# How can Blowfish be resistant against differential cryptanalysis if it doesn't have S-boxes tuned for that?

The S-boxes used in DES were carefully tuned for resistance against differential cryptanalysis, a technique not known to the public at that time but known to designers of DES. It was later discovered that even a small change to DES would make it more susceptible to differential cryptanalysis.

My understanding is that Blowfish isn't particularly vulnerable to differential cryptanalysis. However, its S-boxes are based on "nothing up my sleeve numbers", digits of pi. So the designer of Blowfish couldn't tune the S-boxes for resistance against differential cryptanalysis.

How can Blowfish therefore be resistant against differential cryptanalysis, if its S-boxes weren't tuned for that but rather used "nothing up my sleeve numbers"? Is this related to the big size of the Blowfish S-boxes, the highly complex key schedule, or the fact that the S-boxes are dependent on the key?

• An aside: Digits of pi may seem to be "nothing up my sleeve", but you can in principle find a desired sequence of any length within the digits of pi. It may also be that some early digit sequences in PI just happen to work for a given application, but, let's say the early digits of e or sqrt(2) would not work. I find the "nothing up my sleeve" claim to be at best unconvincing. Who chose to use PI and not some other irrational number?? IMHO, "nothing up my sleeve" demands some scrutiny at minimum, and is not to be trusted at maximum :) Commented Aug 5 at 12:10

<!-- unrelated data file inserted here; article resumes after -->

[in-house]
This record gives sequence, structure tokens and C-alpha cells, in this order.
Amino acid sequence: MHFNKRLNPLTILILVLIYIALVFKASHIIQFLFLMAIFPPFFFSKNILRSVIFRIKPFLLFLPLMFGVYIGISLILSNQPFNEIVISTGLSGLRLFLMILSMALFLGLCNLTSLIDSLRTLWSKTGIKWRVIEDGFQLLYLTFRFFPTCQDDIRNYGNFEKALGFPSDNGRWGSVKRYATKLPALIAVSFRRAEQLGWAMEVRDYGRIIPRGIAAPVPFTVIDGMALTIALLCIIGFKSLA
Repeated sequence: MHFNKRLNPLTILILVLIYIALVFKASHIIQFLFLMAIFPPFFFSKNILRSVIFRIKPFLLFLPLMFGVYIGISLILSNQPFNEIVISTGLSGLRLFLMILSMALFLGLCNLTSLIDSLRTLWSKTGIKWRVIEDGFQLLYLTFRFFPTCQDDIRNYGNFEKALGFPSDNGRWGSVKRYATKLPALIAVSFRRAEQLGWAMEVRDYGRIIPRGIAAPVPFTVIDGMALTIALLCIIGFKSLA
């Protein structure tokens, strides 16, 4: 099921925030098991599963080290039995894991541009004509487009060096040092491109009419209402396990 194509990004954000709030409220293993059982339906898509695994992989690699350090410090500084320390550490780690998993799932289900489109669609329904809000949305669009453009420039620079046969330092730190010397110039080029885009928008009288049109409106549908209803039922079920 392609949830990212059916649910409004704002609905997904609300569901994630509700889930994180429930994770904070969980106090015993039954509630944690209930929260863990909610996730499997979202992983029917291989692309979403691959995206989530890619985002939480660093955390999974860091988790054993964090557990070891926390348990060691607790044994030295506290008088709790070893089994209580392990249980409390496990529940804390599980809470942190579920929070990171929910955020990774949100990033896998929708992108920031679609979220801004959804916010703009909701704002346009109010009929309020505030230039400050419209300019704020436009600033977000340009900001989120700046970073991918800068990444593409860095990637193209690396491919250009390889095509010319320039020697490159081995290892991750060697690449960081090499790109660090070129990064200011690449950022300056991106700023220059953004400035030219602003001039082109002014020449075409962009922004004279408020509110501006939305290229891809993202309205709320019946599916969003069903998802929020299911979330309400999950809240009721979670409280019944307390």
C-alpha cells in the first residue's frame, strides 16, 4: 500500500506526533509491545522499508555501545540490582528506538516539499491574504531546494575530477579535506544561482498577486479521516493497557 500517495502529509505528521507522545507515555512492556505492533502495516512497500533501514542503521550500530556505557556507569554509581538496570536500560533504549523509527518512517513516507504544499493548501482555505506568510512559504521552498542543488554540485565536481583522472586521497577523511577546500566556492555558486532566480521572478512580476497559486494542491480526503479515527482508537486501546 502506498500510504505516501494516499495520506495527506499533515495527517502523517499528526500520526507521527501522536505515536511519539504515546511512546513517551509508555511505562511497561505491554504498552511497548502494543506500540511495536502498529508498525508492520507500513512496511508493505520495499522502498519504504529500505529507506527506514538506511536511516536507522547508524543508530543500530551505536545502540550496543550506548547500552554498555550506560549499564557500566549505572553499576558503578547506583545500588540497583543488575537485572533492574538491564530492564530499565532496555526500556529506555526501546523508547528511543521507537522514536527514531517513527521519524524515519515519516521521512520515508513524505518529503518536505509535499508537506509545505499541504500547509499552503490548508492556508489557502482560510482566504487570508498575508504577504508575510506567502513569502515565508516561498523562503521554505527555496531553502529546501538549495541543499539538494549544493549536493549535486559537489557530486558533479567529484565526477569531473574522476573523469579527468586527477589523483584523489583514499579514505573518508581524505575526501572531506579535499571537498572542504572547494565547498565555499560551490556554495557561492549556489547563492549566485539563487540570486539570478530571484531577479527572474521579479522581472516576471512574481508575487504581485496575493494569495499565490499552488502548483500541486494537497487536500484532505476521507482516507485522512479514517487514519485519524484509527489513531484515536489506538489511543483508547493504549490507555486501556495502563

The short answer is to have more rounds. This article provides an equation to determine the number of chosen plaintexts required for a differential cryptographic attack on a Blowfish with multiple rounds, The formula is : $$2^{2 + 7 \left( \frac{r - 2}{2} \right)}$$ where $$r$$ represents the number of rounds. For example, with $$16$$ rounds, this calculation yields $$2^{51}$$ chosen plaintexts.

To achieve security for a 64-bit plaintext size, you need at least $$2^{64}$$ chosen plaintexts. Using the formula provided:

$$2^{2 + 7 \left( \frac{r - 2}{2} \right)} = 2^{64}$$

Solving for $$r$$:

$$2 + 7 \left( \frac{r - 2}{2} \right) = 64$$

$$7 \left( \frac{r - 2}{2} \right) = 62$$

$$\frac{r - 2}{2} = \frac{62}{7}$$

$$r - 2 = \frac{124}{7}$$

$$r = \frac{124}{7} + 2 \approx 19.71$$

Therefore, a minimum of 20 rounds is required to reach the 64-bit security level.

• Yes, the TEA algorithm is just designed to prove that even a simple round function can be secure with enough rounds. Commented Aug 3 at 19:30